I'm a bit of an aberration (or at least my schedule is) in terms of when the courses I teach begin and end in the program in which I am working. First of all, the college in which I teach runs on terms rather than semesters, meaning that the grading period is 6 months long instead of 15 weeks as is much more traditionally the set-up. On top of that, courses start and stop at various time points during a term, based on a multitude of factors. What that means for me is that the term I will begin teaching one course in February, and two more in April, the latter two being taught to two different cohorts (first-year OT students and second-year OT students).
On another front, I am two weeks into the semester in the two classes I am taking as a doctoral student, and so I can relate to what my students may be about to experience in navigating a new course syllabus, buying textbooks, entering due dates for class sessions and assignments/tests into my calendar, etc. I once had a classmate who compared the starting of a new class to climbing into a bed with new linens on it. I am not sure that I am in agreement with that metaphor, but I understand the feeling of starting anew. I hope that I am able to both put my students' minds at ease - to transmit a "we're in this together" message to them from early on in each course - and spark their interest in learning the subject matter at hand. That's my goal for the next couple of weeks at least ...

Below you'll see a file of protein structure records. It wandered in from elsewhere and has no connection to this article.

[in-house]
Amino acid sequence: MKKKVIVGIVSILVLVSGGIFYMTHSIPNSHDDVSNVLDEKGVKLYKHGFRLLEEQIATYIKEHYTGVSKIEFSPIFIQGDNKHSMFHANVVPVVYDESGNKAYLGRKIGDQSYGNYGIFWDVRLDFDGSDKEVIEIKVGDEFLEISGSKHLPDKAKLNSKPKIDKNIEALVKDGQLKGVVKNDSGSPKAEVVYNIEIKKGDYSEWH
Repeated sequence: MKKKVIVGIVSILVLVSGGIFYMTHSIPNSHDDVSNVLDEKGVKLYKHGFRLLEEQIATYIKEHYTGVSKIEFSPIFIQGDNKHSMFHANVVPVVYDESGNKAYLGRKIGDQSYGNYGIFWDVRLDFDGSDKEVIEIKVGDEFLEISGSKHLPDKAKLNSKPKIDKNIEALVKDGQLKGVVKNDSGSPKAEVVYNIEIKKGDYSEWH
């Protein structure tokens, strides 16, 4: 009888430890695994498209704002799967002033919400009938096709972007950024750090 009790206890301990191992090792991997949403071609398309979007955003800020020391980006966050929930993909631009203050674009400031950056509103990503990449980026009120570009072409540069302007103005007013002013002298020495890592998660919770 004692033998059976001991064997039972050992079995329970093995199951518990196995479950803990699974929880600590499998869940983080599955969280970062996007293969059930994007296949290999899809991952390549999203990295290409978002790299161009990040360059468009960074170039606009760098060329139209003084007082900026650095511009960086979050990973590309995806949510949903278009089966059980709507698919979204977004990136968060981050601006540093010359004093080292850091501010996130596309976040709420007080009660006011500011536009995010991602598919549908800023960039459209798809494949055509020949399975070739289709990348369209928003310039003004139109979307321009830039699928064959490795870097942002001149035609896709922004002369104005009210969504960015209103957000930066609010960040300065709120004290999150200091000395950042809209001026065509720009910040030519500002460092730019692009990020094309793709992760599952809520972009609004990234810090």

I am a teacher at heart, and there are moments in the classroom when I can hardly hold the job. When my students and I discover unchartered territory to explore, when the pathway out of a thicket opens up before us, when our experience is illuminated by the lightning-life of the mind - then teaching is the finest work I know." ~Parker Palmer
Stephanie Lancaster, MS, OTR/L, ATP, CAPS is an occupational therapist with 25+ years of clinical experience. As an assistant professor, Stephanie trumpets the value of teaching and practicing in the field of OT in an "out loud" manner.